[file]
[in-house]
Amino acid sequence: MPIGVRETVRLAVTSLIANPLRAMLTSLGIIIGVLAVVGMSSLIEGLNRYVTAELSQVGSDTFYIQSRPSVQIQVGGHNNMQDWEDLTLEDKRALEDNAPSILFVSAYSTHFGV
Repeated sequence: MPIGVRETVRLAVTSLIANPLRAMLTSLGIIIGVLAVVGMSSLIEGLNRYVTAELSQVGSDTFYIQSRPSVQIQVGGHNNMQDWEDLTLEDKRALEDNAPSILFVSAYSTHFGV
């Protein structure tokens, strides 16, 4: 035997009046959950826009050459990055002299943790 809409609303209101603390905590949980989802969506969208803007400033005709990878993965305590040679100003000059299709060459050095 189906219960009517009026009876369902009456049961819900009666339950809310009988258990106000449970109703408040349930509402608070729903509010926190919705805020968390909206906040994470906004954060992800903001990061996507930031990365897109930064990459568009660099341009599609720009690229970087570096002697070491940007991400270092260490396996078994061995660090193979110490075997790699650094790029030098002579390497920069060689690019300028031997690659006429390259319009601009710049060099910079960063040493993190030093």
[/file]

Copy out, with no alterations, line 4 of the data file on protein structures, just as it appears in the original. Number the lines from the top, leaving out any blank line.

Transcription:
């Protein structure tokens, strides 16, 4: 035997009046959950826009050459990055002299943790 809409609303209101603390905590949980989802969506969208803007400033005709990878993965305590040679100003000059299709060459050095 189906219960009517009026009876369902009456049961819900009666339950809310009988258990106000449970109703408040349930509402608070729903509010926190919705805020968390909206906040994470906004954060992800903001990061996507930031990365897109930064990459568009660099341009599609720009690229970087570096002697070491940007991400270092260490396996078994061995660090193979110490075997790699650094790029030098002579390497920069060689690019300028031997690659006429390259319009601009710049060099910079960063040493993190030093």